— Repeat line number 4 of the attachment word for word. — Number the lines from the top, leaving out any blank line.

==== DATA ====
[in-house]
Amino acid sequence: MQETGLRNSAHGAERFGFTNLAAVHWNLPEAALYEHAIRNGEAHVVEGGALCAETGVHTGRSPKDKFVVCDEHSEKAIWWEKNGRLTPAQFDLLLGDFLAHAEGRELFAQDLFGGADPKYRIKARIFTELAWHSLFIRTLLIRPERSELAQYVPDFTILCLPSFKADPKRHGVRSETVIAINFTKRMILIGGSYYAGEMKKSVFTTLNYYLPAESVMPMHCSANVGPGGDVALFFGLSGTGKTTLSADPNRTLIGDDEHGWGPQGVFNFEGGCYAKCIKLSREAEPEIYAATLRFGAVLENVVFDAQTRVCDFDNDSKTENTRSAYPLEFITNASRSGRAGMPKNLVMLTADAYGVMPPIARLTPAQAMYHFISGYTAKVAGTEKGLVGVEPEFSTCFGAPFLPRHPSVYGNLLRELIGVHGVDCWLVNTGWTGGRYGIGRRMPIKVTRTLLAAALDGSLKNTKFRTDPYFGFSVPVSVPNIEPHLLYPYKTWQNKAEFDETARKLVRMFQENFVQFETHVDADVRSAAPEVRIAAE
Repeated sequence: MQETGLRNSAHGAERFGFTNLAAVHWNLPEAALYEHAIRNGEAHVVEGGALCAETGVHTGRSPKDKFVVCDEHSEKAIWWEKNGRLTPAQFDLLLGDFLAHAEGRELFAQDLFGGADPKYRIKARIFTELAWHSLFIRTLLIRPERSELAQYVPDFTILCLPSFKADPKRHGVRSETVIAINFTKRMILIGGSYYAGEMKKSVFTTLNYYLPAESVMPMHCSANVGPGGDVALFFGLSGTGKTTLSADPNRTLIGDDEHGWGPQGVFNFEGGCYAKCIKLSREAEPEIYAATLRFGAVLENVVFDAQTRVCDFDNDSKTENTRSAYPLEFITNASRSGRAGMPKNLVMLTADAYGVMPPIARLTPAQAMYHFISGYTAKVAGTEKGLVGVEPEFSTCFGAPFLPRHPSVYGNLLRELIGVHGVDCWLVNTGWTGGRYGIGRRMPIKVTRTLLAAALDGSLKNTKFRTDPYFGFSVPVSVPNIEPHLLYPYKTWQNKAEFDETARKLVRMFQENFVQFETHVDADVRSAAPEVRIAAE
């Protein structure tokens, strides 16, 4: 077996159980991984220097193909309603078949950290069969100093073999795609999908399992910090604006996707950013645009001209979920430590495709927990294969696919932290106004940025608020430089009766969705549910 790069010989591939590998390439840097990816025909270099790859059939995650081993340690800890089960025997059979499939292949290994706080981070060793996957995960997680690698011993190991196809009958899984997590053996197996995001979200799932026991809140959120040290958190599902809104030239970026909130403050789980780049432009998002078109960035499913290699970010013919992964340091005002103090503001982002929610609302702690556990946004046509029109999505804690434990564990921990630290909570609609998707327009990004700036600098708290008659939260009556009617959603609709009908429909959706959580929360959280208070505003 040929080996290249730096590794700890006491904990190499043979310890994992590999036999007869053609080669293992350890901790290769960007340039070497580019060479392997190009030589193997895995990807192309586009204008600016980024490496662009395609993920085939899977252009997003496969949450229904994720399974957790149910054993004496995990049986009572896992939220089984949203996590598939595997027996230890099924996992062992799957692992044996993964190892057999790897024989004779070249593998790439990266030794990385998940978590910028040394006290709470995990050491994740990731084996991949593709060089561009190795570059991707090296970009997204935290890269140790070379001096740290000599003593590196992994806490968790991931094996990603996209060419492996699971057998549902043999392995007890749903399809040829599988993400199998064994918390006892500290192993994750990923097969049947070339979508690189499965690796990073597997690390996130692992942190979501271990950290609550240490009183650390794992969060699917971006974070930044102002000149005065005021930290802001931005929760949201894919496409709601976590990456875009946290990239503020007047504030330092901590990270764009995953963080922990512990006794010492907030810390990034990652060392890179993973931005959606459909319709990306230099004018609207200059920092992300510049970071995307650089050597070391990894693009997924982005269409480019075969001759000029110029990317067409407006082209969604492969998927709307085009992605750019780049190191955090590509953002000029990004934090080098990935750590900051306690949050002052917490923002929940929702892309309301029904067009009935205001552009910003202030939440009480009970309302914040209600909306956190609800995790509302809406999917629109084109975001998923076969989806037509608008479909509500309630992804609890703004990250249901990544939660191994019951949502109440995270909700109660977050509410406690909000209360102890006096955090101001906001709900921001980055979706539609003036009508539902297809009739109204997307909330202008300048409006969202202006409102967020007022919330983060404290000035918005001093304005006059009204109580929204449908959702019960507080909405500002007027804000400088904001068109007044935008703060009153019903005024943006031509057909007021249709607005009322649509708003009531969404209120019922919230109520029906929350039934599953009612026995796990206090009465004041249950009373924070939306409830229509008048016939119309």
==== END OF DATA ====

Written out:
């Protein structure tokens, strides 16, 4: 077996159980991984220097193909309603078949950290069969100093073999795609999908399992910090604006996707950013645009001209979920430590495709927990294969696919932290106004940025608020430089009766969705549910 790069010989591939590998390439840097990816025909270099790859059939995650081993340690800890089960025997059979499939292949290994706080981070060793996957995960997680690698011993190991196809009958899984997590053996197996995001979200799932026991809140959120040290958190599902809104030239970026909130403050789980780049432009998002078109960035499913290699970010013919992964340091005002103090503001982002929610609302702690556990946004046509029109999505804690434990564990921990630290909570609609998707327009990004700036600098708290008659939260009556009617959603609709009908429909959706959580929360959280208070505003 040929080996290249730096590794700890006491904990190499043979310890994992590999036999007869053609080669293992350890901790290769960007340039070497580019060479392997190009030589193997895995990807192309586009204008600016980024490496662009395609993920085939899977252009997003496969949450229904994720399974957790149910054993004496995990049986009572896992939220089984949203996590598939595997027996230890099924996992062992799957692992044996993964190892057999790897024989004779070249593998790439990266030794990385998940978590910028040394006290709470995990050491994740990731084996991949593709060089561009190795570059991707090296970009997204935290890269140790070379001096740290000599003593590196992994806490968790991931094996990603996209060419492996699971057998549902043999392995007890749903399809040829599988993400199998064994918390006892500290192993994750990923097969049947070339979508690189499965690796990073597997690390996130692992942190979501271990950290609550240490009183650390794992969060699917971006974070930044102002000149005065005021930290802001931005929760949201894919496409709601976590990456875009946290990239503020007047504030330092901590990270764009995953963080922990512990006794010492907030810390990034990652060392890179993973931005959606459909319709990306230099004018609207200059920092992300510049970071995307650089050597070391990894693009997924982005269409480019075969001759000029110029990317067409407006082209969604492969998927709307085009992605750019780049190191955090590509953002000029990004934090080098990935750590900051306690949050002052917490923002929940929702892309309301029904067009009935205001552009910003202030939440009480009970309302914040209600909306956190609800995790509302809406999917629109084109975001998923076969989806037509608008479909509500309630992804609890703004990250249901990544939660191994019951949502109440995270909700109660977050509410406690909000209360102890006096955090101001906001709900921001980055979706539609003036009508539902297809009739109204997307909330202008300048409006969202202006409102967020007022919330983060404290000035918005001093304005006059009204109580929204449908959702019960507080909405500002007027804000400088904001068109007044935008703060009153019903005024943006031509057909007021249709607005009322649509708003009531969404209120019922919230109520029906929350039934599953009612026995796990206090009465004041249950009373924070939306409830229509008048016939119309």